TIP 509: Implement reentrant mutexes on all platforms

Author:         Frédéric Bonnet <[email protected]>
State:          Final
Type:           Project
Vote:           Done
Created:        24-May-2018
Keywords:       Tcl,threads
Tcl-Version:	8.7
Vote-Results:   8/0/1 accepted
Votes-For:      DKF, KBK, JN, JD, DGP, FV, SL, AK
Votes-Against:  none
Votes-Present:  BG
Tcl-Branch:     tip-509


This TIP proposes to improve the Tcl_Mutex API by enforcing a consistent behavior on all core-supported platforms regarding reentrancy.


This TIP is inspired by a request from FlightAware to fix deadlock issues with TclX signal handling. A specific issue has been opened to discuss the proposed implementation here.


As of Tcl 8.6, the man page for thread support Thread.3 states that:

The result of locking a mutex twice from the same thread is undefined. On some platforms it will result in a deadlock.

On Windows platforms, mutexes are implemented using Win32 critical sections, which are reentrant. Tcl_Mutex are just plain CRITICAL_SECTION *.

On Unix platforms (this includes MacOS X), Tcl relies on the pthread library for multithreading and synchronization primitives such as mutexes. Tcl_Mutex are just plain pthread_mutex_t *. pthread mutexes are not reentrant by default, though the PTHREAD_MUTEX_RECURSIVE attribute can be used at creation time to make them so, but this possibility is not available on older systems.

The Tcl philosophy has always been to erase platform-specific peculiarities in favor of overall multi-platform consistency, sometimes to the point of implementing or emulating commonly available features on less capable platforms. Therefore it feels natural to pursue this goal by making Tcl_Mutex reentrant on all platforms and achieving a consistent behavior on both Windows and Unix.


This TIP proposes to replace the following text from the Thread.3 man page:

The result of locking a mutex twice from the same thread is undefined. On some platforms it will result in a deadlock.

by the following text:

Mutexes are reentrant: they can be locked several times from the same thread. However there must be exactly one call to Tcl_MutexUnlock for each call to Tcl_MutexLock in order for a thread to release a mutex completely.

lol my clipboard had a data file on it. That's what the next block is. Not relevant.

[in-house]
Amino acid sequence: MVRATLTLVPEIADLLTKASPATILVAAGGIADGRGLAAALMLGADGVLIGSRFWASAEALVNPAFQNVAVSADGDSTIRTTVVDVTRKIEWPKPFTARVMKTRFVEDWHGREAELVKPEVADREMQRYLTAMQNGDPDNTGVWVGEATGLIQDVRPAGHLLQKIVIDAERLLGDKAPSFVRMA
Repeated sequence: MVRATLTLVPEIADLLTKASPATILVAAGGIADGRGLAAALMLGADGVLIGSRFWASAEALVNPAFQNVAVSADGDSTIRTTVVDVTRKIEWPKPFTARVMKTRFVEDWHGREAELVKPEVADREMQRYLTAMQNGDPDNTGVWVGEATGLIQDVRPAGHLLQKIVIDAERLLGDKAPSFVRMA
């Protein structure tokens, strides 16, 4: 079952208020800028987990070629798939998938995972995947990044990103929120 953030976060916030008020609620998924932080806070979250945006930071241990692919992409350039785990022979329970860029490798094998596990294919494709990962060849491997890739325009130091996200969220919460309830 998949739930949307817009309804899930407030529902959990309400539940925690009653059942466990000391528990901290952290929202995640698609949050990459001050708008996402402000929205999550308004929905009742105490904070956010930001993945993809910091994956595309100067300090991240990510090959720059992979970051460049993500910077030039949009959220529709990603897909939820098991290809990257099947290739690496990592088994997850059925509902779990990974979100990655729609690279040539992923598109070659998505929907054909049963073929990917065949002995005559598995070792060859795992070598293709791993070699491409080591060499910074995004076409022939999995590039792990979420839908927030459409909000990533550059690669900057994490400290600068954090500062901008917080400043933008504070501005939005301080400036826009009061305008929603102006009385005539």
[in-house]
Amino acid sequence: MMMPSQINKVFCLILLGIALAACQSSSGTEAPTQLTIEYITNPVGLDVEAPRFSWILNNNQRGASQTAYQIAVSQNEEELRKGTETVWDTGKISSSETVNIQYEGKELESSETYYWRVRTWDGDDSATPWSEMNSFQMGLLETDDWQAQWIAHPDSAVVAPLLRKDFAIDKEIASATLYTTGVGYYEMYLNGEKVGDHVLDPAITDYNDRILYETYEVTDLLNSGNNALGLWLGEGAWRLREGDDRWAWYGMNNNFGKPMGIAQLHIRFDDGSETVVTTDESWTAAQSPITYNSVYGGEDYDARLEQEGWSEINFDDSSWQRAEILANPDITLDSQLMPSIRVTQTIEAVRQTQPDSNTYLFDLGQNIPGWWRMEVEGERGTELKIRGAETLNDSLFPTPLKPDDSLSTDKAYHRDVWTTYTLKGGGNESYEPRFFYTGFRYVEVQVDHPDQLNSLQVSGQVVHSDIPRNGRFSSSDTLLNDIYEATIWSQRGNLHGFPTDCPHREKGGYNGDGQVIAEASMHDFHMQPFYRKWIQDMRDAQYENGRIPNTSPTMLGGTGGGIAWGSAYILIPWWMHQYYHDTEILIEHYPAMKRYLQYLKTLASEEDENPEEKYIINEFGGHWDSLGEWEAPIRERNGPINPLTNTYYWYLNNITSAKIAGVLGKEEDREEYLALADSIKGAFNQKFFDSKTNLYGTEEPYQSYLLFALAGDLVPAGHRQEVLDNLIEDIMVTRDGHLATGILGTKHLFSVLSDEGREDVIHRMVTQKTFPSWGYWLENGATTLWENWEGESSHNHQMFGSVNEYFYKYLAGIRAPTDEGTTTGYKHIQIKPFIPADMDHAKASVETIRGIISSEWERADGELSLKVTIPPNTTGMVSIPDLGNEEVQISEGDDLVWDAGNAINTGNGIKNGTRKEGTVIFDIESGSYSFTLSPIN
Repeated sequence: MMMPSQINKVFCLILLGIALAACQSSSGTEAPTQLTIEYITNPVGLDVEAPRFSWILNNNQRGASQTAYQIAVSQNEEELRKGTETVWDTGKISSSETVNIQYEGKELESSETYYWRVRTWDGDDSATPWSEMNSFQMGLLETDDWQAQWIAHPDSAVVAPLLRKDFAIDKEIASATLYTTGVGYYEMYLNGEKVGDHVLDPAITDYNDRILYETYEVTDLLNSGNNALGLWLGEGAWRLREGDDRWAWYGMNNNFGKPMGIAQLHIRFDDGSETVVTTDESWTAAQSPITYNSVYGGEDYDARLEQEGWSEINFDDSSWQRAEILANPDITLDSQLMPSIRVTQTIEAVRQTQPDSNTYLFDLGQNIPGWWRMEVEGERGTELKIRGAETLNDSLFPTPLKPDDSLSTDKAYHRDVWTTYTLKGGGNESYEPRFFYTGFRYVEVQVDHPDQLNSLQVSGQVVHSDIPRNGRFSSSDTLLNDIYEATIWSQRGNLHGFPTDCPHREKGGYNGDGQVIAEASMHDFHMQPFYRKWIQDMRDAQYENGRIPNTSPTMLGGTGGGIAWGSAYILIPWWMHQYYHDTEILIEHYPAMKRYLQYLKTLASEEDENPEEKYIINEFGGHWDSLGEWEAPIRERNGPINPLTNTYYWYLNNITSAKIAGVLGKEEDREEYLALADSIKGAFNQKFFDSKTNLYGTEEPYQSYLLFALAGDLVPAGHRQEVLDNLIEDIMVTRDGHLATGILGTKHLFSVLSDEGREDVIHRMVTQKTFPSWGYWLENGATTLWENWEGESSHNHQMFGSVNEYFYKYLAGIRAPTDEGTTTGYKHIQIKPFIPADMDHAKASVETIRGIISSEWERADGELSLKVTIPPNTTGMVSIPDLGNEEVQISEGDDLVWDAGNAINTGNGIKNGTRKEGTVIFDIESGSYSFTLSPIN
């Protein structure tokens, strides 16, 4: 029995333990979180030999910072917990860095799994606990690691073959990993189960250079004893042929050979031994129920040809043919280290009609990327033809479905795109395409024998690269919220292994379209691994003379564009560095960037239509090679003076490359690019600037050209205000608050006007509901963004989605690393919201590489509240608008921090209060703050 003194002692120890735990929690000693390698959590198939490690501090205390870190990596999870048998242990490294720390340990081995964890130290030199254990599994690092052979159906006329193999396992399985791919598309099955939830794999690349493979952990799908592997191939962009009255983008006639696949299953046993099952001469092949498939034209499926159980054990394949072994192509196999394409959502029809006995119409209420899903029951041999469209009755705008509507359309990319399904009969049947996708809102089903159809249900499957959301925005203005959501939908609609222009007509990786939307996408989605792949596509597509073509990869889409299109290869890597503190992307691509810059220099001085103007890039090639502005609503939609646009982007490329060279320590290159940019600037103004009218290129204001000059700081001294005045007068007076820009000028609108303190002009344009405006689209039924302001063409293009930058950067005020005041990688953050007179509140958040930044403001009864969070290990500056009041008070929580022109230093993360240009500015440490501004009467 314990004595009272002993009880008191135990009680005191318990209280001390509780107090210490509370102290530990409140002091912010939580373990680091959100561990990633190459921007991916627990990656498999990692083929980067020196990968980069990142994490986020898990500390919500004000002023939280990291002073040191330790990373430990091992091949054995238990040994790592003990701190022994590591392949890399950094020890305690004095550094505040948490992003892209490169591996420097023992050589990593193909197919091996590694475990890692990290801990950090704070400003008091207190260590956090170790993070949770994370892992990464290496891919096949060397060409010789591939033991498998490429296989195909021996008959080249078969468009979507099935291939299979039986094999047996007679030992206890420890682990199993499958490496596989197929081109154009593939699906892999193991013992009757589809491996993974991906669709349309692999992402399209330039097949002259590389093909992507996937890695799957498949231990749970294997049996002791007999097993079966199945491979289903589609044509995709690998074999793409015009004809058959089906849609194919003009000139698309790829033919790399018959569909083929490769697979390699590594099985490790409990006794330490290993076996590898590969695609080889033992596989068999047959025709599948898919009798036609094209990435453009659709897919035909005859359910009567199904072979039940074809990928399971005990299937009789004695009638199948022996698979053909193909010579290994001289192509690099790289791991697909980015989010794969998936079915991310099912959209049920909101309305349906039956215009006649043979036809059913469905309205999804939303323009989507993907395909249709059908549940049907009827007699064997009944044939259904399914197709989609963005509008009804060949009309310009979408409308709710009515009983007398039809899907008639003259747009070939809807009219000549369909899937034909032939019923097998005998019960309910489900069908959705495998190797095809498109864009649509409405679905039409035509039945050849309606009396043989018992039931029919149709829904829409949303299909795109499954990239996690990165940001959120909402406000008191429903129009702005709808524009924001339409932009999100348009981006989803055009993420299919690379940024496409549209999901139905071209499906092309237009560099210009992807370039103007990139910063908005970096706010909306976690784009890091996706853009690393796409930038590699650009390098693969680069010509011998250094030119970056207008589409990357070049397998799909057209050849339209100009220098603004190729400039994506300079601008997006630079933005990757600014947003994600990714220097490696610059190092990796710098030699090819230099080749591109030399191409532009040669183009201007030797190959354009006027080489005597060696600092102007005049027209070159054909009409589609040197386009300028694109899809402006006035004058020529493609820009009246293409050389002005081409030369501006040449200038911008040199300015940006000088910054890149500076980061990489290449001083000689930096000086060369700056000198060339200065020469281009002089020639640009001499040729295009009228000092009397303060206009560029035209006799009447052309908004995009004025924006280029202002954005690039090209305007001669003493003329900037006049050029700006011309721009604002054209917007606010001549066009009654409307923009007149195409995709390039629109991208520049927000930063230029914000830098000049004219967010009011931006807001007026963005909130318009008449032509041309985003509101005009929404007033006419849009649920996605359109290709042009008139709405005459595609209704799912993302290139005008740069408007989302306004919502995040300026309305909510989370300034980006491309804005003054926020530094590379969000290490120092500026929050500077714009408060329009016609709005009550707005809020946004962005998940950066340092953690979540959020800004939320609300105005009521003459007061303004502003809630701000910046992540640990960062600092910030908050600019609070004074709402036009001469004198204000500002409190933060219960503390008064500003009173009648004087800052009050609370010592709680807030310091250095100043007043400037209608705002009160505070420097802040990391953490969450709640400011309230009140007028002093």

Portability issues


Mutexes are naturally reentrant on Windows systems, so no special work is required.


On pthread-based Unix systems that support the PTHREAD_MUTEX_RECURSIVE attribute, all pthread_mutex_t made available as Tcl_Mutex will be created using this attribute. This includes all but the oldest variants of Unix.

On pthread-based Unix systems that do not support the PTHREAD_MUTEX_RECURSIVE attribute, reentrancy will be achieved by combining a regular, non-reentrant pthread_mutex_t, with a thread-specific lock counter accessible through a pthread_key_t data key. This counter keeps track of the number of calls to Tcl_MutexLock minus the number of calls to Tcl_Mutex_Unlock. Tcl_MutexLock increments the counter, but only calls pthread_mutex_lock when the initial value is zero. Tcl_Mutex_Unlock behaves symmetrically: it decrements the counter, and only calls pthread_mutex_unlock when it reaches zero. This ensures that a thread never calls pthread_mutex_lock twice on the same mutex, and only calls pthread_mutex_unlock when the thread no longer holds it.

Detection of PTHREAD_MUTEX_RECURSIVE availability is done at configure time thanks to the AC_CHECK_DECLS autoconf macro in tcl.m4.

Potential incompatibilities

Although this TIP introduces a major change to Tcl_Mutex behavior on Unix, it is very unlikely that this will break any existing code:

Related Bugs

Bug #f4f44174 demonstrates the deadlock issue with a script based on TclX. The root cause is the asynchronous event handler's Tcl_Mutex being locked twice from the same thread when a signal handler interrupts a thread in the middle of a mutex-protected section, which on Unix platforms results in a deadlock. The proposed implementation fixes this issue.


The proposed implementation is available on branch tip-509 in the Tcl Fossil repository.


This document has been placed in the public domain.